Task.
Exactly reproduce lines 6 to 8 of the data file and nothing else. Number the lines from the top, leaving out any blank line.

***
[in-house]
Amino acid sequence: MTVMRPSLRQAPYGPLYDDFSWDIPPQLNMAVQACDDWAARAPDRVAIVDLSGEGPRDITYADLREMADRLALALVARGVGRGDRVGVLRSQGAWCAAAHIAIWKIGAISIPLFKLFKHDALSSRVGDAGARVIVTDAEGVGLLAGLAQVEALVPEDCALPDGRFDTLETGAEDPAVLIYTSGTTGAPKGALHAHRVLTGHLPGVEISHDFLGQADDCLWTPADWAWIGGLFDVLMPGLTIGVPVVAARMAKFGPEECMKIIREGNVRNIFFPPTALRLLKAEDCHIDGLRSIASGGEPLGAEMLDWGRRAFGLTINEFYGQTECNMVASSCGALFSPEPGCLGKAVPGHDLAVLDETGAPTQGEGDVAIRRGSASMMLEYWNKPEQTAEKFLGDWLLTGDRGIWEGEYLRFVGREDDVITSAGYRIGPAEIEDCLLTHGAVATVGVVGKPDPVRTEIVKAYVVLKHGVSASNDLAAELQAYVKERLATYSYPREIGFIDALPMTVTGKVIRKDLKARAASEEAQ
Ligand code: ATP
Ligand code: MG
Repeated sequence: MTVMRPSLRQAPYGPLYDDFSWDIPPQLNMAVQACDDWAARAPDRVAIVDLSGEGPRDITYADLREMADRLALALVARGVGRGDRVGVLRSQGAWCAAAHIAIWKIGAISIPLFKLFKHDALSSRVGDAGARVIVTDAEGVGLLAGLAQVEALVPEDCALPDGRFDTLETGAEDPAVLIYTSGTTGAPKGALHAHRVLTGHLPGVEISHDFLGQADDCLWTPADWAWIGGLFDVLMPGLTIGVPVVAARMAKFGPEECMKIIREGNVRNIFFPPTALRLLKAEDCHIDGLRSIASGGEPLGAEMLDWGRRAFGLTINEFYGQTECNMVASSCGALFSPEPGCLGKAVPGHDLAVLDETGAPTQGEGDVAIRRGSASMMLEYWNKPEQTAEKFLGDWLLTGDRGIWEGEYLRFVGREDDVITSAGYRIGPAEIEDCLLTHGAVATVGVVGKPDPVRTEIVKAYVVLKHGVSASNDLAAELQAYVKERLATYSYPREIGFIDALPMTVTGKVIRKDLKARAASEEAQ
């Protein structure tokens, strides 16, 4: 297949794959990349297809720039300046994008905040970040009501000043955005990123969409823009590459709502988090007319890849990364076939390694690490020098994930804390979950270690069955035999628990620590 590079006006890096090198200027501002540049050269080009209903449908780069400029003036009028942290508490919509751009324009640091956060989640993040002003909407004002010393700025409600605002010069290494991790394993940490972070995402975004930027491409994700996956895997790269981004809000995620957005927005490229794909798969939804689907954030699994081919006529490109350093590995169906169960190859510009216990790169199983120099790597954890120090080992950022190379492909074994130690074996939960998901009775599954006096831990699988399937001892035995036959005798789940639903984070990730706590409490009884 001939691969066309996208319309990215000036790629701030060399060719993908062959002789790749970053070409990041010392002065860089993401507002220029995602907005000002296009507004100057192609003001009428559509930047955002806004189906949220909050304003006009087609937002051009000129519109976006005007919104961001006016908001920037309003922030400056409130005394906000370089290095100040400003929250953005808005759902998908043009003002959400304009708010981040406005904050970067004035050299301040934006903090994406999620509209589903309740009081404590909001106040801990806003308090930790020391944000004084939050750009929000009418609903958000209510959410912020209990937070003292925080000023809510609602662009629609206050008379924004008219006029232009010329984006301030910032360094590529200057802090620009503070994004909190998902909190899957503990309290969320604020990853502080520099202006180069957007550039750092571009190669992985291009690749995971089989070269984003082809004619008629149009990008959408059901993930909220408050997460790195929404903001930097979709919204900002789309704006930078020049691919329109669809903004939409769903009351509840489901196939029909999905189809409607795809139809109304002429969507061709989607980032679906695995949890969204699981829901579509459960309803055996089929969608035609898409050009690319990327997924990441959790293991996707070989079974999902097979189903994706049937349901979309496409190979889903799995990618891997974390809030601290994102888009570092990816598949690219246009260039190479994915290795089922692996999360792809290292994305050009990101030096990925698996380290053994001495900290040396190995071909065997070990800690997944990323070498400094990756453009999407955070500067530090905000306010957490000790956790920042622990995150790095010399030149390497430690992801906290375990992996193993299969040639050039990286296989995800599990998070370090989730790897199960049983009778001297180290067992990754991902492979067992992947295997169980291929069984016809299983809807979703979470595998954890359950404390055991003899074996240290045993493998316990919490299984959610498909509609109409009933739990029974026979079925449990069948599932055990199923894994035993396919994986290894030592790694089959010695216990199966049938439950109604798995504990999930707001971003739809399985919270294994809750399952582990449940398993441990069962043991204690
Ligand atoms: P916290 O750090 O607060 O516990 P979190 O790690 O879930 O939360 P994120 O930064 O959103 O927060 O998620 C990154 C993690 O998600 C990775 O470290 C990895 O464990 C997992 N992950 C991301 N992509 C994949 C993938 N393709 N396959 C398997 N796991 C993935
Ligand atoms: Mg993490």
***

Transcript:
């Protein structure tokens, strides 16, 4: 297949794959990349297809720039300046994008905040970040009501000043955005990123969409823009590459709502988090007319890849990364076939390694690490020098994930804390979950270690069955035999628990620590 590079006006890096090198200027501002540049050269080009209903449908780069400029003036009028942290508490919509751009324009640091956060989640993040002003909407004002010393700025409600605002010069290494991790394993940490972070995402975004930027491409994700996956895997790269981004809000995620957005927005490229794909798969939804689907954030699994081919006529490109350093590995169906169960190859510009216990790169199983120099790597954890120090080992950022190379492909074994130690074996939960998901009775599954006096831990699988399937001892035995036959005798789940639903984070990730706590409490009884 001939691969066309996208319309990215000036790629701030060399060719993908062959002789790749970053070409990041010392002065860089993401507002220029995602907005000002296009507004100057192609003001009428559509930047955002806004189906949220909050304003006009087609937002051009000129519109976006005007919104961001006016908001920037309003922030400056409130005394906000370089290095100040400003929250953005808005759902998908043009003002959400304009708010981040406005904050970067004035050299301040934006903090994406999620509209589903309740009081404590909001106040801990806003308090930790020391944000004084939050750009929000009418609903958000209510959410912020209990937070003292925080000023809510609602662009629609206050008379924004008219006029232009010329984006301030910032360094590529200057802090620009503070994004909190998902909190899957503990309290969320604020990853502080520099202006180069957007550039750092571009190669992985291009690749995971089989070269984003082809004619008629149009990008959408059901993930909220408050997460790195929404903001930097979709919204900002789309704006930078020049691919329109669809903004939409769903009351509840489901196939029909999905189809409607795809139809109304002429969507061709989607980032679906695995949890969204699981829901579509459960309803055996089929969608035609898409050009690319990327997924990441959790293991996707070989079974999902097979189903994706049937349901979309496409190979889903799995990618891997974390809030601290994102888009570092990816598949690219246009260039190479994915290795089922692996999360792809290292994305050009990101030096990925698996380290053994001495900290040396190995071909065997070990800690997944990323070498400094990756453009999407955070500067530090905000306010957490000790956790920042622990995150790095010399030149390497430690992801906290375990992996193993299969040639050039990286296989995800599990998070370090989730790897199960049983009778001297180290067992990754991902492979067992992947295997169980291929069984016809299983809807979703979470595998954890359950404390055991003899074996240290045993493998316990919490299984959610498909509609109409009933739990029974026979079925449990069948599932055990199923894994035993396919994986290894030592790694089959010695216990199966049938439950109604798995504990999930707001971003739809399985919270294994809750399952582990449940398993441990069962043991204690
Ligand atoms: P916290 O750090 O607060 O516990 P979190 O790690 O879930 O939360 P994120 O930064 O959103 O927060 O998620 C990154 C993690 O998600 C990775 O470290 C990895 O464990 C997992 N992950 C991301 N992509 C994949 C993938 N393709 N396959 C398997 N796991 C993935
Ligand atoms: Mg993490």